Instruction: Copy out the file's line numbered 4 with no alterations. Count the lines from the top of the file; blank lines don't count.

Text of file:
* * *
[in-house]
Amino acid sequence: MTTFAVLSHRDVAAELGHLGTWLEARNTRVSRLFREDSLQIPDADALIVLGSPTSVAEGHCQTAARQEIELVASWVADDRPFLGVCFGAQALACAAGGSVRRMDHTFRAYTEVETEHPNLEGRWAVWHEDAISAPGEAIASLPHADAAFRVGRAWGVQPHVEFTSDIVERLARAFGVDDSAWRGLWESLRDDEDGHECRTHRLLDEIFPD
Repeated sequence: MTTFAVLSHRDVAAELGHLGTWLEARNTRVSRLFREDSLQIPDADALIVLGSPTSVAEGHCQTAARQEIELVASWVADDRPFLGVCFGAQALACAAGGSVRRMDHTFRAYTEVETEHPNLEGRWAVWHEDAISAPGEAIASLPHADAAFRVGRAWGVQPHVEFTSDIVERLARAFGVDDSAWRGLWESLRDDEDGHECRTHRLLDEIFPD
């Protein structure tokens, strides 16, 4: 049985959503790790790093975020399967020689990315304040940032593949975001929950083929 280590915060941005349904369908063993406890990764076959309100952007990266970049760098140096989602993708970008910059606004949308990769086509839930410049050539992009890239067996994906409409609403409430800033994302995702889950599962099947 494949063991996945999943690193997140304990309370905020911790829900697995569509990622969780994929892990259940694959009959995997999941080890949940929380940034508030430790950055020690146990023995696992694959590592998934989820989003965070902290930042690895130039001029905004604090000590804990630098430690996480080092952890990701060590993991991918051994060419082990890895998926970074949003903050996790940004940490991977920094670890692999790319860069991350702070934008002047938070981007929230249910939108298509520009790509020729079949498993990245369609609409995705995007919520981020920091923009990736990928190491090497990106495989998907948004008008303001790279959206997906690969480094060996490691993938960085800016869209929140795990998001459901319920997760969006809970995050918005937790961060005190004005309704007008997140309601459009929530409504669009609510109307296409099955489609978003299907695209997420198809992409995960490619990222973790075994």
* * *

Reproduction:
């Protein structure tokens, strides 16, 4: 049985959503790790790093975020399967020689990315304040940032593949975001929950083929 280590915060941005349904369908063993406890990764076959309100952007990266970049760098140096989602993708970008910059606004949308990769086509839930410049050539992009890239067996994906409409609403409430800033994302995702889950599962099947 494949063991996945999943690193997140304990309370905020911790829900697995569509990622969780994929892990259940694959009959995997999941080890949940929380940034508030430790950055020690146990023995696992694959590592998934989820989003965070902290930042690895130039001029905004604090000590804990630098430690996480080092952890990701060590993991991918051994060419082990890895998926970074949003903050996790940004940490991977920094670890692999790319860069991350702070934008002047938070981007929230249910939108298509520009790509020729079949498993990245369609609409995705995007919520981020920091923009990736990928190491090497990106495989998907948004008008303001790279959206997906690969480094060996490691993938960085800016869209929140795990998001459901319920997760969006809970995050918005937790961060005190004005309704007008997140309601459009929530409504669009609510109307296409099955489609978003299907695209997420198809992409995960490619990222973790075994």